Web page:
Improved parent-reported mobility and achievement of individual goals on activity and participation level after functional power-training in young children with cerebral palsy: a double-baseline controlled trial

Liesbeth F van Vulpen, Sonja de Groot, Eugene A Rameckers, Jules G Becher, Annet J Dallmeijer

Research output: Contribution to journalArticleAcademicpeer-review

3 Citations (Scopus)

Abstract

BACKGROUND: In children with cerebral palsy (CP), strength training programs to improve walking capacity and participation in activities of daily living are commonly used in clinical practice. despite lacking evidence of its effectiveness. It has been suggested that strength training with high movement velocity could be more effective than traditional resistance training to improve functional abilities such as walking. In a recently published study, we have demonstrated the positive effects of functional high-velocity resistance (power) training on muscle strength and walking capacity in young children with CP Whether this type of training is also effective in achieving individual predefined goals in daily activities and self-reported mobility limitations, has not yet been described however.

AIM: To evaluate the effect of functional power-training on parent-reported mobility and achievement of individual goals on activity and participation level in young children with CP.

DESIGN: A double-baseline design was used to compare a 14-week period usual care with a 14-week period of functional power-training (3 times a week) and a follow-up period of 14 weeks.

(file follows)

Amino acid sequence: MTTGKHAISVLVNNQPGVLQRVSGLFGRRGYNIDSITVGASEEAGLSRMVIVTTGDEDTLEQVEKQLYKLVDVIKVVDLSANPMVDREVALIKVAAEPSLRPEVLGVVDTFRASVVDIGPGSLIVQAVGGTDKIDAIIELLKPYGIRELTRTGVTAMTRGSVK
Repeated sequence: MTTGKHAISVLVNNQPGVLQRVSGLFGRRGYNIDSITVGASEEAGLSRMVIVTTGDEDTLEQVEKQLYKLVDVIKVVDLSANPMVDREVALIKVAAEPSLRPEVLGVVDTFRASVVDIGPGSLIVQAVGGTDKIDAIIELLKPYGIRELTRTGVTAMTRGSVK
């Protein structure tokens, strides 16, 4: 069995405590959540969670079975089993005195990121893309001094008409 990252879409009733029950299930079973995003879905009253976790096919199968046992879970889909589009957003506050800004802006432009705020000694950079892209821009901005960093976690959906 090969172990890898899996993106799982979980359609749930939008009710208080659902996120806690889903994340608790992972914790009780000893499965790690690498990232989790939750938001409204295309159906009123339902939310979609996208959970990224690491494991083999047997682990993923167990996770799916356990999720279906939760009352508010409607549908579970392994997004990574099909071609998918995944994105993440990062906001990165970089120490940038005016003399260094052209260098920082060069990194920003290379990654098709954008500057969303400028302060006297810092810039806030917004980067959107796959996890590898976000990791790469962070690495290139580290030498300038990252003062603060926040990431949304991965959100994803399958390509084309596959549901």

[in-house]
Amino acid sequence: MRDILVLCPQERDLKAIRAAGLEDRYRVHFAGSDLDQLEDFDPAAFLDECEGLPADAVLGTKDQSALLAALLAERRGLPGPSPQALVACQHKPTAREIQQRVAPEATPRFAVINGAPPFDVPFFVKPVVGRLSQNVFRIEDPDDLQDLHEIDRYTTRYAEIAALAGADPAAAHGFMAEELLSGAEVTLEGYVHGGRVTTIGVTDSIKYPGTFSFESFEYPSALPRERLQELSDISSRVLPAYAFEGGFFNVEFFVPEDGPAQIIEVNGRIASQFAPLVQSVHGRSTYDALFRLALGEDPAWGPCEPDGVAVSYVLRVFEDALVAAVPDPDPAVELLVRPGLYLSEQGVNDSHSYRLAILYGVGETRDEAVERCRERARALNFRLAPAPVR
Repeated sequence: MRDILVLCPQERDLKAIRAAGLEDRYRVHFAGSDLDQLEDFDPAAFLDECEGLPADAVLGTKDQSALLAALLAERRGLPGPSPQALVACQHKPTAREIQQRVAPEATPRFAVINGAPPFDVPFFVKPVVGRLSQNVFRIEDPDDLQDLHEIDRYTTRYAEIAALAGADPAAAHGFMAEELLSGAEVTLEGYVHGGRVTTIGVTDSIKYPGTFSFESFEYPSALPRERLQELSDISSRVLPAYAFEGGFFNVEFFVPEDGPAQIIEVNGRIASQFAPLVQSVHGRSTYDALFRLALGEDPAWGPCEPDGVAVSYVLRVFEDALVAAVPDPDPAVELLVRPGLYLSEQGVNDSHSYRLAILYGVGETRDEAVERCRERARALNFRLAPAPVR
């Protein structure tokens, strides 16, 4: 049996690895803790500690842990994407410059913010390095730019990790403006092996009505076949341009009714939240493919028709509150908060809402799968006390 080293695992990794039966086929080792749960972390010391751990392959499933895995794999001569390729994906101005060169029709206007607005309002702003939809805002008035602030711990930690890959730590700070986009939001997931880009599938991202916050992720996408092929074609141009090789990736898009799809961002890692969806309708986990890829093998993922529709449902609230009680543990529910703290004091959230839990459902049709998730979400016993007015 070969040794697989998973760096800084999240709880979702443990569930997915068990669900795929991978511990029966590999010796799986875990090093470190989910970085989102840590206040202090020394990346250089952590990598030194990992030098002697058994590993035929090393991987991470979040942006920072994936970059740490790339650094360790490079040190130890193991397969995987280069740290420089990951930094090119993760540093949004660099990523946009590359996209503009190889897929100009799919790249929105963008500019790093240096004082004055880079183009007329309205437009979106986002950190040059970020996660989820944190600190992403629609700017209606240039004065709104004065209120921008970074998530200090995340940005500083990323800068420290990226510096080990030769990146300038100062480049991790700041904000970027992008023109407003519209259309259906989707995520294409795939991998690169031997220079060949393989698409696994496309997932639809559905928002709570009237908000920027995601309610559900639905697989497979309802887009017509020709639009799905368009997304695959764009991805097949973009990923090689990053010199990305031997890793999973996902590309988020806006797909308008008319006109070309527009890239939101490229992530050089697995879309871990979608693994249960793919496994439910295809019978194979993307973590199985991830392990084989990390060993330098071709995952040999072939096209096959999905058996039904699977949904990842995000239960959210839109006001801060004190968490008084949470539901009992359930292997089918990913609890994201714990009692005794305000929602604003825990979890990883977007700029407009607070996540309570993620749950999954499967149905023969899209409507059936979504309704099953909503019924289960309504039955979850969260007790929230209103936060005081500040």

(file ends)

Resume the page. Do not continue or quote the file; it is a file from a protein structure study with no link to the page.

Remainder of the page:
SETTING: A rehabilitation center, two special needs schools for children with physical disabilities, and a university medical center outpatient clinic.

POPULATION: Twenty-two children with spastic CP (13 bilateral, GMFCS level I [N.=10] and level II [N.=12]. mean age 7.5 years [SD 1.8, range 4-10 years]) and their parents participated.

METHODS: Outcome measures were goal attainment scaling (GAS) of individual daily activity related treatment goals, mobility performance as measured using the Functional Mobility Scale (FMS-5 m. 50 m and 500 m), and the parent-reported Mobility Questionnaire (MobQues).

RESULTS: After power-training, 86% of children achieved or exceeded their goal, compared with 14% in the usual care period (P

CONCLUSIONS AND CLINICAL REHABILITATION IMPACT: The results indicated that functional power-training is an effective training to achieve personalized treatment goals for activities in daily life and parent-reported mobility performance in young children with cerebral palsy.

Original languageEnglish
Pages (from-to)730-737
Number of pages8
JournalEuropean journal of physical and rehabilitation medicine
Volume54
Issue number5
Early online date7-Mar-2018
DOIs
Publication statusPublished - Oct-2018

Keywords

  • Goals
  • Resistance training
  • Cerebral palsy
  • Child
  • EVENT MULTILEVEL SURGERY
  • PHYSICAL-DISABILITIES
  • QUESTIONNAIRE MOBQUES
  • ORTHOPEDIC-SURGERY
  • WALKING ABILITY
  • CLASSIFICATION
  • RELIABILITY
  • SCALE
  • YOUTH
  • REHABILITATION

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